The conversation with Jamal, a resident of the Nuseirat refugee camp in the Gaza Strip, was fraught with emotion — long periods of silence punctured by weeping. His 11-year-old daughter, Rima, was diagnosed several months ago with leukemia, and he fought for weeks with the Gaza health authorities to get permission to take her out of the Gaza Strip for life-saving treatment in Israel.
“When we got there, her situation was almost hopeless. They said she could not be saved,” he told Al-Monitor, asking that only his first name be used. Initially, he said, the doctors considered sending her home, but eventually Rima underwent a bone marrow transplant and her situation improved, though she was still not out of the woods. In November, she was released from the hospital to return to her home in Gaza. Once every two weeks she has to go back to the Israeli hospital for checkups and monitoring.
But the drive from Gaza to Tel Aviv is an expense very few in Gaza can afford. A taxi to Tel Aviv or Jerusalem from the Erez crossing on the Gaza-Israel border can cost as much as 500 shekels ($133). It's a fortune in the besieged enclave, where many inhabitants are unemployed and rely on handouts from the United Nations Relief and Works Agency for Palestine Refugees in the Near East. Were it not for a group of Israeli volunteers who turn up every morning at the Gaza border crossings into Israel (and at Israeli military roadblocks throughout the West Bank), these seriously ill Palestinians would probably not get the life-saving care they need.
Road to Recovery is an Israeli nonprofit that takes Palestinians from the crossings and roadblocks to hospitals. It was founded by Yuval Roth, whose brother Ehud was kidnapped and murdered by Palestinians from the Izz ad-Din al-Qassam Brigades while he was serving in the military reserves in 1993. Another volunteer who organizes volunteer drivers is Buma Inbar, whose son Yotam, a Golani Brigade fighter, was killed in Lebanon in 1995. Buma has since taken on the task of driving Palestinians who essentially have no other way to get to Israeli hospitals for treatment.
“The demand far outstrips what we are able to supply,” said an activity coordinator for Road to Recovery who asked to be identified only as A. She is in daily contact with Palestinian Authority (PA) officials in Ramallah and with their representatives in Gaza, through whom she arranges pickups for Palestinians needing to be driven to the hospital. A. said some 700 sick Gaza residents and their escorts come out of Gaza every week, but not all get the transportation they need. Even after investing tremendous efforts into convincing the local authorities to let them go for treatment in Israel, some never make it to the hospital.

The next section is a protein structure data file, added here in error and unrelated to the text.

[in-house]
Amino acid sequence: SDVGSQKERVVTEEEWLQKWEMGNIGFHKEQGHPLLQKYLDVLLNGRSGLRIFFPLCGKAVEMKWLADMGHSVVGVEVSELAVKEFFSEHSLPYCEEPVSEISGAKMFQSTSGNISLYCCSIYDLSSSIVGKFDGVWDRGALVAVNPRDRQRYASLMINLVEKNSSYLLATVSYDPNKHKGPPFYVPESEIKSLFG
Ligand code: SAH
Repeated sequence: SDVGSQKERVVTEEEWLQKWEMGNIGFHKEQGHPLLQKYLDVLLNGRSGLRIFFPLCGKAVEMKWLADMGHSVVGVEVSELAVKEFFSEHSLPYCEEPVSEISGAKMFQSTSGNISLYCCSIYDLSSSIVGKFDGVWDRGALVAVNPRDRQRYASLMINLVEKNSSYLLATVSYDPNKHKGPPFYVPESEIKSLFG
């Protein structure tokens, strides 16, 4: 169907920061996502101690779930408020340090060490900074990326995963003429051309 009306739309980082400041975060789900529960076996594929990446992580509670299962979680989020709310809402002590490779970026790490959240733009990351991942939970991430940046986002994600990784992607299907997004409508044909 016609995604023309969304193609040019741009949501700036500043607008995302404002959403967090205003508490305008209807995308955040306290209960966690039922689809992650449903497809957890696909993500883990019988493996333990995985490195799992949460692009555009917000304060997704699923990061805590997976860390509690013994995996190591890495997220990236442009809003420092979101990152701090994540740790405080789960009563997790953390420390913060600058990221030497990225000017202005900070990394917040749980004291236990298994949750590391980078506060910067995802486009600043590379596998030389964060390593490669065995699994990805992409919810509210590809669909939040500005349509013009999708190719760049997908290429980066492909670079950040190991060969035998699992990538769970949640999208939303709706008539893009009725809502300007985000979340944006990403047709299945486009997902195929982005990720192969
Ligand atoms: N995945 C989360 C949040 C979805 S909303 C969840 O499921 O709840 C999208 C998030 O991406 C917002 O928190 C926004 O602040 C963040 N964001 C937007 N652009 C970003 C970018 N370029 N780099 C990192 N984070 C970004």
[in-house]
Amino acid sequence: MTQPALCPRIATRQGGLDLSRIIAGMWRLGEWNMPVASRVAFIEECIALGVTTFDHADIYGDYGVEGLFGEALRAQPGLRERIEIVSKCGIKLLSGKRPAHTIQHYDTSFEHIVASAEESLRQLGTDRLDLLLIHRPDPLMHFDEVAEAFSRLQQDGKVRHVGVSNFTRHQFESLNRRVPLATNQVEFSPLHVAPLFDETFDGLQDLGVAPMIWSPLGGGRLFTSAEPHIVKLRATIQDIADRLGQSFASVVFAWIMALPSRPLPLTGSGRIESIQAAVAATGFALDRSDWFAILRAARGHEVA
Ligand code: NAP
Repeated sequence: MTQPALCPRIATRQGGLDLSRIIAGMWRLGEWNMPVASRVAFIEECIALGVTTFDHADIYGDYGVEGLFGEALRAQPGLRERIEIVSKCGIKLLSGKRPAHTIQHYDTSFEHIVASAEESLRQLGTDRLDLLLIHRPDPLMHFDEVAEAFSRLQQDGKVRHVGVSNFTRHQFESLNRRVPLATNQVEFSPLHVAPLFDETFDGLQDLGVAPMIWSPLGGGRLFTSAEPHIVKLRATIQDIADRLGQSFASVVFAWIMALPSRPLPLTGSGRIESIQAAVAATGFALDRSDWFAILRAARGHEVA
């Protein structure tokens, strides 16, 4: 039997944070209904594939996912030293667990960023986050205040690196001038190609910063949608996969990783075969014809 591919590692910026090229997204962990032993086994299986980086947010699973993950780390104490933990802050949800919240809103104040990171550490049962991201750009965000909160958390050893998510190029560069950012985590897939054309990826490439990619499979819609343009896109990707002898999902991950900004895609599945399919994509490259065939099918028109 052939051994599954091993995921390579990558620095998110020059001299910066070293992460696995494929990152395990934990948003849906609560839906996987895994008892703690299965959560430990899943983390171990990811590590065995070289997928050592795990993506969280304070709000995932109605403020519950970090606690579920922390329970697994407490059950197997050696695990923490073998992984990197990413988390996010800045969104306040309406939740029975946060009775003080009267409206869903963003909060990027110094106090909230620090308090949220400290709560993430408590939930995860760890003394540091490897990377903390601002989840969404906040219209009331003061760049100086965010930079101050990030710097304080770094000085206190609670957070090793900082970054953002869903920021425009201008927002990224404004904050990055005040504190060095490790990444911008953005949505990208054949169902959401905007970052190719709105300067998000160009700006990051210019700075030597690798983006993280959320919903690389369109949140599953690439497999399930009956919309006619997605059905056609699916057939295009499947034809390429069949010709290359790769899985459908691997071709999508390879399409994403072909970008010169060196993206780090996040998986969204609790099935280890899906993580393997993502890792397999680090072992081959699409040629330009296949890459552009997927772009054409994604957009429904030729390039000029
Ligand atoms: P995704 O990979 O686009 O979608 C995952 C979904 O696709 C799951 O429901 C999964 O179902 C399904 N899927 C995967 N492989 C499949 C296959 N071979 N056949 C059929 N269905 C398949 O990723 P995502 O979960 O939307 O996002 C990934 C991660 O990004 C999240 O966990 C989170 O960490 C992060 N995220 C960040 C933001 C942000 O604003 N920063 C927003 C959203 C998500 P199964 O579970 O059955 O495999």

Jamal said he has the phone numbers of volunteers to coordinate his daughter’s travel in Israel. “I know they are doing everything they can," he said with a sigh, "but every time I see more and more sick people waiting at the Erez crossing. Sometimes these are kids who can barely walk or are in wheelchairs, and sometimes with a grandfather or grandmother accompanying them because their parents are not allowed to leave Gaza to go with them. Isn’t it a pity? Some wait for half a day at the crossing, until they miss their appointment at the hospital and have to go back home without getting treatment.”
“[Palestinian President Mahmoud] Abbas has forgotten them. They are paying the price of the struggle between Hamas and Fatah, because they are the weakest and most downtrodden links in the chain,” an officer with Israel’s Southern Command told Al-Monitor on condition of anonymity. “They could have rented buses for them or recruited transportation companies with Arab-Israeli drivers who speak Arabic and could have made it easier for them, at least to give them the feeling that their lives matter,” he said.
There was once a proposal to set up a transportation system from within Gaza to the Erez crossing and from the crossing to Israeli hospitals, he said, but the initiative was buried because the PA was unwilling to invest in it. “It’s convenient for the PA to depend on Israeli volunteer organizations,” he added.
Amram Mitzna, the former Labor chairman and one-time mayor of Haifa, is one of the Road to Recovery’s volunteers. For the past year, he has been driving to the Erez crossing every Monday morning to take sick Palestinians to Jerusalem hospitals for treatment. He told Al-Monitor that both his sisters volunteer with the organization, and he joined them.
“I try to do even small things in order to feel at peace with myself and have contact with Palestinian society,” he said in an interview. “To do good for sick, miserable people who go through an impossible system in the Gaza Strip and come up against the terrorist rule of Hamas that doesn’t show consideration for anyone. Medical treatment is something basic and humanitarian.”
Mitzna said some of his sick passengers recognize him. “They know who I am and they’re very moved over this gesture,” he said. “But I don’t talk politics with them; I talk with them about daily life. I very much want to hear what they’re going through, what life is like there in Gaza under Hamas rule, but usually they’re not interested in complaining to me.”
Mitzna said the Palestinian patients who see Israeli volunteers drive up in their own cars to take them for the treatment they so desperately need are deeply touched. “I hope they will have a small corner in their hearts for us, because that’s the least we can do in this insane and impossible reality in which we live,” he concluded.
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